Key Indicators Of Fault In A Car Accident

Car accidents can be uncomplicated situations, or they can be incredibly sticky messes that need to be sorted out. Fault is generally the biggest issue to untangle after an accident. One driver can be entirely responsible for causing the collision, but in many cases both drivers can be found partially at fault. So how exactly can you tell whether you were at fault or partially at fault for the accident? As a car accident lawyer can explain, here are some key indicators.

1. Negligence

Negligence is an action that ignores safety rules and places others at risk. On the road, negligence can be a number of different factors, such as:

  • Texting
  • Eating
  • Putting on makeup
  • Speeding
  • Driving recklessly
  • Driving intoxicated
  • Simply not paying attention

If an act of negligence comes to mind when you think back right before the accident happened, then it is entirely possible you were at fault for the crash. However, the other driver may have also done something that places them at fault, so don’t admit it to the police or insurance until you can speak to an attorney.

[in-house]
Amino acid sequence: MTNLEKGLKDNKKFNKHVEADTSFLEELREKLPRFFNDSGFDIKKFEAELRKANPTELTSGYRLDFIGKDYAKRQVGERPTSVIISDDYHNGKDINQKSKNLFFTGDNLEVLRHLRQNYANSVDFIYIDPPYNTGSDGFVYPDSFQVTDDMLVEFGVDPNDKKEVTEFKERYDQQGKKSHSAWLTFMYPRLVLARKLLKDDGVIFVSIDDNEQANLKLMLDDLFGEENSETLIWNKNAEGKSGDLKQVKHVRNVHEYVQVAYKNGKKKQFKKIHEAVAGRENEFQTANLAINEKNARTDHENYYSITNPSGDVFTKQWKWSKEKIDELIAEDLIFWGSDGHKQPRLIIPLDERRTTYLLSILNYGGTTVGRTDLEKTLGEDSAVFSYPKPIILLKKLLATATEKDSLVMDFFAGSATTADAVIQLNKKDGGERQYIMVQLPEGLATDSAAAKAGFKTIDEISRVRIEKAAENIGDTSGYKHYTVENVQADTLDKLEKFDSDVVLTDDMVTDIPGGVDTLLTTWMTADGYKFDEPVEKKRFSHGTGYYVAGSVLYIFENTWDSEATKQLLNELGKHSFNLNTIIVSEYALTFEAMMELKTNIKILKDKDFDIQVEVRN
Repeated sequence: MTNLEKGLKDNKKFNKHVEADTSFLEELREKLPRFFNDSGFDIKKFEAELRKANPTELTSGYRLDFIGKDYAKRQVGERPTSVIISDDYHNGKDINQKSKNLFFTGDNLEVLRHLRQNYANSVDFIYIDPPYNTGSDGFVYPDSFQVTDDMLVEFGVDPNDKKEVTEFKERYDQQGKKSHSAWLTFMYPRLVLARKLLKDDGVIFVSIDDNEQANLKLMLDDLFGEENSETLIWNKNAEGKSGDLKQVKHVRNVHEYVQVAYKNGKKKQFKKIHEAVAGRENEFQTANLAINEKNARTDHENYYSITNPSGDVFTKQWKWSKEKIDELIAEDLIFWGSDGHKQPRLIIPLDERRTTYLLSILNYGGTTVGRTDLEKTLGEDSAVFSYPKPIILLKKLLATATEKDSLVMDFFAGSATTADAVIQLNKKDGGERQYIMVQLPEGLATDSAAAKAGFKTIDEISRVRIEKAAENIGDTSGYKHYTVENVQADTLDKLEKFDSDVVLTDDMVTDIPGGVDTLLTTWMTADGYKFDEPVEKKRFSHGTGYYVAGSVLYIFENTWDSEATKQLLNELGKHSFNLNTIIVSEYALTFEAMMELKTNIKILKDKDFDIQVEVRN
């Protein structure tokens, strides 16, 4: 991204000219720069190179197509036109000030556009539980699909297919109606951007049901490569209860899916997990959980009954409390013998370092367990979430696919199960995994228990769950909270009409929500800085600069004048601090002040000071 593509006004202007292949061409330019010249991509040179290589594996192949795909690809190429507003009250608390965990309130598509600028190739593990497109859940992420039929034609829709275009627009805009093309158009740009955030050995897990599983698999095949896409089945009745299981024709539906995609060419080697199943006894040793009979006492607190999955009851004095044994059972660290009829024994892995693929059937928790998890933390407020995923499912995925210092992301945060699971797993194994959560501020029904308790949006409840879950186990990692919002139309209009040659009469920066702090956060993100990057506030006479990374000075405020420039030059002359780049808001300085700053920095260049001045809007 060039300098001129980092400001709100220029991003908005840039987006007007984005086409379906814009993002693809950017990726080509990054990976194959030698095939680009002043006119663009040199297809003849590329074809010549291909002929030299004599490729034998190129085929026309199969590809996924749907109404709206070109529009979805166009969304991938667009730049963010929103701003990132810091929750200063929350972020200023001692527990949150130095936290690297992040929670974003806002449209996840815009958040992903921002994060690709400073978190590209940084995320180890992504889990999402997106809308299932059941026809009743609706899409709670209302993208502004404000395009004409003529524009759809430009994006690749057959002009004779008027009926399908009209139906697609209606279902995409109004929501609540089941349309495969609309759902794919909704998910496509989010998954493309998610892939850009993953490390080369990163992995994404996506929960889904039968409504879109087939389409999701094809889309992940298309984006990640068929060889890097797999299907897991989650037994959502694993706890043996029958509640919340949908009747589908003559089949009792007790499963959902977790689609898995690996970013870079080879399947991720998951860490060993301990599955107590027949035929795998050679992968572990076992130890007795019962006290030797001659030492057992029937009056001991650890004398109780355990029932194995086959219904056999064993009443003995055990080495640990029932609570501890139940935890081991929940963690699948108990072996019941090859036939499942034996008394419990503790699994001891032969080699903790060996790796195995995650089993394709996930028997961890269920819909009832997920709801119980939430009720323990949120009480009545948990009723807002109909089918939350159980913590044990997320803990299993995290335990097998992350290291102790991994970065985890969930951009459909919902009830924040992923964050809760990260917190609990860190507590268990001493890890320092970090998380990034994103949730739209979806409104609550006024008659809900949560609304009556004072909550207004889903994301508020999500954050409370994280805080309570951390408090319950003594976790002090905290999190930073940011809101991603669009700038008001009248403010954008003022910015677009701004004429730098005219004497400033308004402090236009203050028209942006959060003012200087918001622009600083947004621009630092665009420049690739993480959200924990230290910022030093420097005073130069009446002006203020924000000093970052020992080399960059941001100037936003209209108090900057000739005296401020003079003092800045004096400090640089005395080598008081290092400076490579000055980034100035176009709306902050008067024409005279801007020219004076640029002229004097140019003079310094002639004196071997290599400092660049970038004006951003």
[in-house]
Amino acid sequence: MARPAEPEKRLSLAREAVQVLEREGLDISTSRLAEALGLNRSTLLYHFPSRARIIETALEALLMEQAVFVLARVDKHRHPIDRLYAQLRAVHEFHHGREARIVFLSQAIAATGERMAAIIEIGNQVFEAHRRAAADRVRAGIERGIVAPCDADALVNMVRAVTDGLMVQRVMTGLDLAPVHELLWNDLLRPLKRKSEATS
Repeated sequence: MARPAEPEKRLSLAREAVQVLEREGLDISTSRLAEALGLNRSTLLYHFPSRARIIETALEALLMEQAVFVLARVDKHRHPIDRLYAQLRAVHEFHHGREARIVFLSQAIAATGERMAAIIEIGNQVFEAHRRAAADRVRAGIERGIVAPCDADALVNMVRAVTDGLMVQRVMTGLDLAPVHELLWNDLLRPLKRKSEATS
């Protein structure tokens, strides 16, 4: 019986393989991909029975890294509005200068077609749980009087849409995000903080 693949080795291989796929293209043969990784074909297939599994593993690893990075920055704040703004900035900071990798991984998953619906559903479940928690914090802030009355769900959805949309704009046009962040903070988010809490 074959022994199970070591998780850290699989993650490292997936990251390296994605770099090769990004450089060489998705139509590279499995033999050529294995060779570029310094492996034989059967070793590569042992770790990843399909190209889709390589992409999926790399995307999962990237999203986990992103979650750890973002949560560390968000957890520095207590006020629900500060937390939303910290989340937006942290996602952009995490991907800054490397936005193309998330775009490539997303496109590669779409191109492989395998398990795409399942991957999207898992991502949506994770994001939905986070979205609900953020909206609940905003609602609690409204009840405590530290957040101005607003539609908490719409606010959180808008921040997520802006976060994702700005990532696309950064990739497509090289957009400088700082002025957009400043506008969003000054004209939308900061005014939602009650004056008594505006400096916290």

2. Typical Faulty Situations

Sometimes accidents happen because of human error and poor judgements without the interference of negligence. The majority of accidents involve the same scenarios because they automatically come with greater risks. Making a left-hand turn is a perfect example, as it can be easy to misjudge the distance between you and an oncoming car. Another example is rear-ending another vehicle, which can happen due to negligence, but is almost always the fault of the person who strikes the car in front of them.

3. Traffic Citations

If you receive a ticket from the responding police officer at the scene, that can be a good indication they think you are at fault. It does not necessarily mean that insurance will come to that same conclusion, which is why you shouldn’t admit guilt even when you’re given the citation. However, insurance companies may still look at the officer’s report for evidence, so you need to gather your own to prove otherwise.

4. Witness Statements

If anyone who saw the accident says that you caused it, that’s a pretty good sign you’re liable. You can always collect your own evidence to prove them wrong (eyewitness accounts are not always reliable), but you will have an uphill battle to make your claim.

Talk to a car accident lawyer if you are struggling to prove your innocence in a claim. You may need their professional advice to get yourself out of this difficult situation.